Circular Tiny House
The basic idea of the design was to create a qualitative space on the smallest area through the expressive form. In the northern part of the first floor is the cooking area as well as the sanitary facilities. In the front southern part of the building is created the living area. This can be used flexibly through a furniture configuration of table and stools, with the window reveal serving as an additional seating area. The sloping walls make the space look more open towards the top. The staircase, which serves as a storage and technical room, leads to the upper floor. A large gallery connects the two floors and contributes to a generous spatial effect. The great height of the room creates a unique sense of space that compensates for the small footprint of the building. On the upper floor, a net can be attached that can serve vertically as a fall protection and horizontally as an additional sleeping option. In the roof there is a band of windows that illuminates the rooms with soft, natural light from above. It serves for ventilation, allowing the warm air to flow outside. Furthermore, there is a large photovoltaic system on the roof level. This is to provide the house with self-sufficient electricity throughout the year.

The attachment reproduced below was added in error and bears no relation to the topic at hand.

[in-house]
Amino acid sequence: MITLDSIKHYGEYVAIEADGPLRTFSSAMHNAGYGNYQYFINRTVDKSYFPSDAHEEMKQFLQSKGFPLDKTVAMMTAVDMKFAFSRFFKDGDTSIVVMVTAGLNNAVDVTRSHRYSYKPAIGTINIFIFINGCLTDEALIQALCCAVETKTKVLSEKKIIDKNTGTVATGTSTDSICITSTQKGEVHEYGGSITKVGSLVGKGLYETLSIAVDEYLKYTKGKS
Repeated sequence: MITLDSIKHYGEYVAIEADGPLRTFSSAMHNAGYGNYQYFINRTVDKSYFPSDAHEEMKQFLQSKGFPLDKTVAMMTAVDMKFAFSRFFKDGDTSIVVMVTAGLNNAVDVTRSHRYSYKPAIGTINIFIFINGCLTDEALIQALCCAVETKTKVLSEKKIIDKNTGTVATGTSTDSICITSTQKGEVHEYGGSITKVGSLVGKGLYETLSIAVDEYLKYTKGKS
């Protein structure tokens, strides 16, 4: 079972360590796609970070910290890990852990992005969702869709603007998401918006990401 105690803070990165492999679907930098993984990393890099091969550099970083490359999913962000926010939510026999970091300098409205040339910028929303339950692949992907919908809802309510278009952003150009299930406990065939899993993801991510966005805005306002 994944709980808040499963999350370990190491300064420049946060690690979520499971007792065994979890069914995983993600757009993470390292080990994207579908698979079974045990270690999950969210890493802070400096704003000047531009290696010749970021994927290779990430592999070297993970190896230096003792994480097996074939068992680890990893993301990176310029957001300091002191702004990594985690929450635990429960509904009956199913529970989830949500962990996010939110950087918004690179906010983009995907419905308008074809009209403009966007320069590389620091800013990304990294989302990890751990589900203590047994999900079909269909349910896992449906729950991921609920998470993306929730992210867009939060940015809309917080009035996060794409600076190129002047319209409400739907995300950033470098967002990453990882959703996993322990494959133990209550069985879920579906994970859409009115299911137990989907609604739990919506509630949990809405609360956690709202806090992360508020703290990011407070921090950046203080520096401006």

During the implementation of the building on the Design Campus of the Coburg University of Applied Sciences under the direction of Prof. Dr. Rainer Hirth, particular attention was paid to sustainability. Materials such as damaged beetle wood as supporting structure and straw as insulating material from regional sources were used, which are renewable raw materials and Co2 neutral. The straw as insulating material has a material thickness of 35 cm and with a U-value of 0.12 W/m²K is below the requirements of a passive house. The building can be dismantled without leaving any residues. The materials are returned to the market to create a resilient circular model.
Group project with Christopher Nguyen